Diving Deeper into the Human Body Systems (Day 1 of 4)
Lesson 5 of 9
Objective: SWBAT discuss each body system in depth through the creation of and interaction with student created presentations
I have been using a version of this 4 day lesson series for the past few years and it has been a great way to end the year with students in charge of their learning at every level of the project, both as creators and as audience members. Our school has a wildly popular upper level Anatomy and Physiology course and in general, our general biology course doesn't include a significant amount of time in our curriculum framework to dig into the human body. This series of lessons is my way to honor our school and district norms for the introductory biology course focus while giving kids a taste of what they are going to be exploring in their next life science course.
On Day 1, we introduce the basic vocabulary of the human body systems and brainstorm student group project ideas. We also go through the basics of good oral and visual presentations using an informal rubric and past project examples for improvement analysis.
Day 2 gives student groups the opportunity to work together to plan and create their projects about one of the body systems
During Day 3, students explore each other's projects and summarize their learning about the basic concepts and terminology important to each body system.
And on Day 4, students participate in a whole group discussion of their overall learning and experiences with the project and complete a written formative assessment.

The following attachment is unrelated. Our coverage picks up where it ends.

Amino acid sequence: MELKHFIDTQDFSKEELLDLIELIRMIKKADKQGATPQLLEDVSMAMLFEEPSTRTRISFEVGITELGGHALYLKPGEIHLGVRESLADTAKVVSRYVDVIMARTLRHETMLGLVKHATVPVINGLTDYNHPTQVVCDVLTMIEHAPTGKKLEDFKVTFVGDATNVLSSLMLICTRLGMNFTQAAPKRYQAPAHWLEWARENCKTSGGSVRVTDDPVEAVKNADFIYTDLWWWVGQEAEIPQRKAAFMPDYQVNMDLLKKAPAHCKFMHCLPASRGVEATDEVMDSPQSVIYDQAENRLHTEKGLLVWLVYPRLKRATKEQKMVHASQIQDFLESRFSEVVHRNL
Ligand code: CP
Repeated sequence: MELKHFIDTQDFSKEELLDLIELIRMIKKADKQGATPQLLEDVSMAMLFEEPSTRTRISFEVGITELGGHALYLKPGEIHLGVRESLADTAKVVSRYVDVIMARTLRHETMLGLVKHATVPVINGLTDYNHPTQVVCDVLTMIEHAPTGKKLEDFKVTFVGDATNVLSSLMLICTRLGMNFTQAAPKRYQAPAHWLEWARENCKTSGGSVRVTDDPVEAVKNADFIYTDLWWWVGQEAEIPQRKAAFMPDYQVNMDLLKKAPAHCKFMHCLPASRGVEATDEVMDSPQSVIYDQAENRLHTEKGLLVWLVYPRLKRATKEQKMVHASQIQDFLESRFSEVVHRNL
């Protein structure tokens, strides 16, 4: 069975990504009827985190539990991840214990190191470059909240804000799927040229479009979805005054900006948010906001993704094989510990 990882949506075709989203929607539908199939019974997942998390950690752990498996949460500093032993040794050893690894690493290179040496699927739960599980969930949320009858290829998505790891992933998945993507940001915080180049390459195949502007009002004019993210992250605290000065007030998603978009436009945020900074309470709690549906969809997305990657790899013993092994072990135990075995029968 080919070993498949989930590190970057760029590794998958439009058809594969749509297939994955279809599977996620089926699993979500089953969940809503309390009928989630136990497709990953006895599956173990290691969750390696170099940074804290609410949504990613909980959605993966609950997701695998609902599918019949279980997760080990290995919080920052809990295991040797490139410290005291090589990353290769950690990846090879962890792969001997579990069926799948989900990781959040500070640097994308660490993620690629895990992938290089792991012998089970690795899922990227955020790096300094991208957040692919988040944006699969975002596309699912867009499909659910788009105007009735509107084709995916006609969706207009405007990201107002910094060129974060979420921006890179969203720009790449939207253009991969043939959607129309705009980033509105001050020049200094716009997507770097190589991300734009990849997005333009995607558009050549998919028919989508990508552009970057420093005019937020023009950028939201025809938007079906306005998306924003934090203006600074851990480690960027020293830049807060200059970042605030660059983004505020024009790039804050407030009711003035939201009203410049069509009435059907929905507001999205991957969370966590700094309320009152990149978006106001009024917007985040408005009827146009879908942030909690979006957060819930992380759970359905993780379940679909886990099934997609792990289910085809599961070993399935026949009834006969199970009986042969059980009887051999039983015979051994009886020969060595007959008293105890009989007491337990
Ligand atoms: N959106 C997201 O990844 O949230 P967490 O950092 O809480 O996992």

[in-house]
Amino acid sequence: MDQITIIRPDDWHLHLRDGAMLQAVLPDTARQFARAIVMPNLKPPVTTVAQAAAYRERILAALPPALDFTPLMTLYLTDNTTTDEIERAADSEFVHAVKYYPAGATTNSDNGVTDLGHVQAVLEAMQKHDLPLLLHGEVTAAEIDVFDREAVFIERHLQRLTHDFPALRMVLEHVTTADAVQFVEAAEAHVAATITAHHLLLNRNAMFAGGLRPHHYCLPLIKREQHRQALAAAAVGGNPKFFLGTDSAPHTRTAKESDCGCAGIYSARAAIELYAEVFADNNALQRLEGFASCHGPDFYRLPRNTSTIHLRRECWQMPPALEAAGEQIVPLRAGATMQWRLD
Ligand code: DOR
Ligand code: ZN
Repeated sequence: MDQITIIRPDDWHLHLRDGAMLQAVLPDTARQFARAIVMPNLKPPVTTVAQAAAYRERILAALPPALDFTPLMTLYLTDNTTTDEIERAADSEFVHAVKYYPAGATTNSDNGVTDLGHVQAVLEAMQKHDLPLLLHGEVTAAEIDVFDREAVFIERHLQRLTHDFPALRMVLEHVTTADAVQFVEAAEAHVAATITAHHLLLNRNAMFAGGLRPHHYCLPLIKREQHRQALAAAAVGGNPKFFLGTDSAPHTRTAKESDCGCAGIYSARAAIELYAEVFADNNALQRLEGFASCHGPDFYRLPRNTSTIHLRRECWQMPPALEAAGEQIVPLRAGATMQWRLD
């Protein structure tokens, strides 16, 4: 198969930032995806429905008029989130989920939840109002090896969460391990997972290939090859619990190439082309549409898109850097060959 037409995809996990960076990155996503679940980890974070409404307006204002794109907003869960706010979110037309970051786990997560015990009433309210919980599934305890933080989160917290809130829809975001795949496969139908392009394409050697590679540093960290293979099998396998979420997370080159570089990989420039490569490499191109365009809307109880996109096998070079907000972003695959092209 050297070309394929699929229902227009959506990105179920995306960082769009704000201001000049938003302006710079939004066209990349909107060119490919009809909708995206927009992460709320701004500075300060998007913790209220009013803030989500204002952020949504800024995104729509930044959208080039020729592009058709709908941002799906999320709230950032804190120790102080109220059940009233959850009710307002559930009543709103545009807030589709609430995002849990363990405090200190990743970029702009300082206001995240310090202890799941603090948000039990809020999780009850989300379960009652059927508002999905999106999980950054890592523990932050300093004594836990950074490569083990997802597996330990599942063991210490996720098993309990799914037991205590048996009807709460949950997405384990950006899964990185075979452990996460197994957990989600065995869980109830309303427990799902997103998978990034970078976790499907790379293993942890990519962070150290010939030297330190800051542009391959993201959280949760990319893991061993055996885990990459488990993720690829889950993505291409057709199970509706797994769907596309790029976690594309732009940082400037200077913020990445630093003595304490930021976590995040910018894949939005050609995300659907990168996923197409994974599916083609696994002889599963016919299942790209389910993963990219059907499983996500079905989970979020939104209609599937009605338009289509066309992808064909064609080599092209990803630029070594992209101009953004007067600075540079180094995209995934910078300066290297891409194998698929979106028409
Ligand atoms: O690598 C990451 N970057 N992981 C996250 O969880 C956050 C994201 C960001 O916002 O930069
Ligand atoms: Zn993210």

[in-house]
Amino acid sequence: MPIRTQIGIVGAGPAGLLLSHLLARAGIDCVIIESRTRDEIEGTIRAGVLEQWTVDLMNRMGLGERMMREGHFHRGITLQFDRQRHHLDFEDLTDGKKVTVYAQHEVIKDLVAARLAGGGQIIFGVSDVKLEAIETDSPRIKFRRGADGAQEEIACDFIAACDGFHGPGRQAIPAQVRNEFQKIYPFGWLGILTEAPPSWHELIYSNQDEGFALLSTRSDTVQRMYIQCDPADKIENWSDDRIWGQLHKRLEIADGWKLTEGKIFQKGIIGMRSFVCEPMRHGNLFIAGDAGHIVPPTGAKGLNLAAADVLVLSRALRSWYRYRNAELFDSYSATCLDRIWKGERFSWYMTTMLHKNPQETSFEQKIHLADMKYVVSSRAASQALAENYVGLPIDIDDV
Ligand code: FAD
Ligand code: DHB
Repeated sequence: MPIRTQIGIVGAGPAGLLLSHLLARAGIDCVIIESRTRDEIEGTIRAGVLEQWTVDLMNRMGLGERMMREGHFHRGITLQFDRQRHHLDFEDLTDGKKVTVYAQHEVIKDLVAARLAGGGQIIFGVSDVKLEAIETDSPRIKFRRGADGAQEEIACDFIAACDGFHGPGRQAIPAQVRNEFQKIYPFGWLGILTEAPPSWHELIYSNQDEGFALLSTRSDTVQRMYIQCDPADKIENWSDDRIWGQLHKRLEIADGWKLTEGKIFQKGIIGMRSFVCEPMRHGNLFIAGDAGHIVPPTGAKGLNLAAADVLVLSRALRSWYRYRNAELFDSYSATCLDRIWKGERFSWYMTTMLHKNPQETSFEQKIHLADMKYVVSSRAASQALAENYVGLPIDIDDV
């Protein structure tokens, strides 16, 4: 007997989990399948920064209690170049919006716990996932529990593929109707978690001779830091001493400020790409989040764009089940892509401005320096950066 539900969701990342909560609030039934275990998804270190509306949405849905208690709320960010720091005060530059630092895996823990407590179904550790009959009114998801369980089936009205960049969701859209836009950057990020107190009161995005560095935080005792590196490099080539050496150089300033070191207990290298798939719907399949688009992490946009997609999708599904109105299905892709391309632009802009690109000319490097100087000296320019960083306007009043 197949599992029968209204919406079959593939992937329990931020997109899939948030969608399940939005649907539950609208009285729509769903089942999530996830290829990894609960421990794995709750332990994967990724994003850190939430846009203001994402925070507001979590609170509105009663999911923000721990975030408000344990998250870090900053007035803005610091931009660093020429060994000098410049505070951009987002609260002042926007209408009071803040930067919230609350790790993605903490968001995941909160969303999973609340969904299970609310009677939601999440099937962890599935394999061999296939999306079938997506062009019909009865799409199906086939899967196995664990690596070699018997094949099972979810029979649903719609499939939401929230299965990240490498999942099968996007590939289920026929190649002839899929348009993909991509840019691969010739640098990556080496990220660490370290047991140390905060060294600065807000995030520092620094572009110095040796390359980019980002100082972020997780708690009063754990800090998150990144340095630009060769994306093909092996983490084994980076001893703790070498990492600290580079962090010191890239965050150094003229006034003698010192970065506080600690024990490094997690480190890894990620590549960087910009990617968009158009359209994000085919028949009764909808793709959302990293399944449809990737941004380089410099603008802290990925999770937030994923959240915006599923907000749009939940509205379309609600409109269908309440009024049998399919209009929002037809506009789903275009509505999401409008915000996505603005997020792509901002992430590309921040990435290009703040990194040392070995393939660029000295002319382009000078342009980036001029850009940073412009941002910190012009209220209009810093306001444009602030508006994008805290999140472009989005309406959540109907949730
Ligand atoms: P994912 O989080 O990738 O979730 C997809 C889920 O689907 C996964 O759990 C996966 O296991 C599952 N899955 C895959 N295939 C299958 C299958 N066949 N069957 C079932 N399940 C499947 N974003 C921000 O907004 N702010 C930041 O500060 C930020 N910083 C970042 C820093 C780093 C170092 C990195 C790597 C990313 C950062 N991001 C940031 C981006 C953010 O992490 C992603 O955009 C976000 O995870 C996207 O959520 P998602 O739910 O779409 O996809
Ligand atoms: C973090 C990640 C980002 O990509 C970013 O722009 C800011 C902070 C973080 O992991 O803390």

When we have had additional time in previous school year schedules, I have experimented with having each group present to the entire class but have since abandoned that model for my current gallery walk format. The individual presentations take a very long time at a timeframe during the school year where kids are pretty worn out. Additionally, without a significant amount of scaffolding and practice, student presentations can be pretty grueling for audience members simply because they aren't teachers or experts in their subject area yet. By adding in a whole class discussion and written formative assessment given after the initial project viewing session, I am able to bring in direct instruction in conjunction with the student driven projects. I can't wait to hear about your versions of this approach to introducing the human body systems!
1. Ask students to take out their human body systems key information document and the body systems overview summary overview document. Give them time to look over their responses and add any additional information they learned through the unit so far since they first filled it out during the first day of the unit. You may also share the key information master document as well.
2. Tell students that this lesson series will give them the experience and information they need to fill out their document completely. Pass out the human body systems project guidelines rubric. After giving students a few minutes to read over the directions, go through them with the class.
3. Pass out the oral and written presentation guidelines document which contain a more detailed version of the basic presentation board notes students have worked with before. Tell them that presenting information effectively is a key part of being a successful communicator in high school and beyond.
4. Take out projects from previous years making sure the student names are not visible. Alternatively, use the photos of some of my projects from past years.
Things to focus on:
Use of background color (white vs. color)
Organization/placement and spacing of text
Use of 'frames' around headings and other ways to differentiate between sections and prioritize
Specific spaces/diagrams/texts over other.
Appropriate use of hand lettered and typed text and the way color and size impacts both text and graphics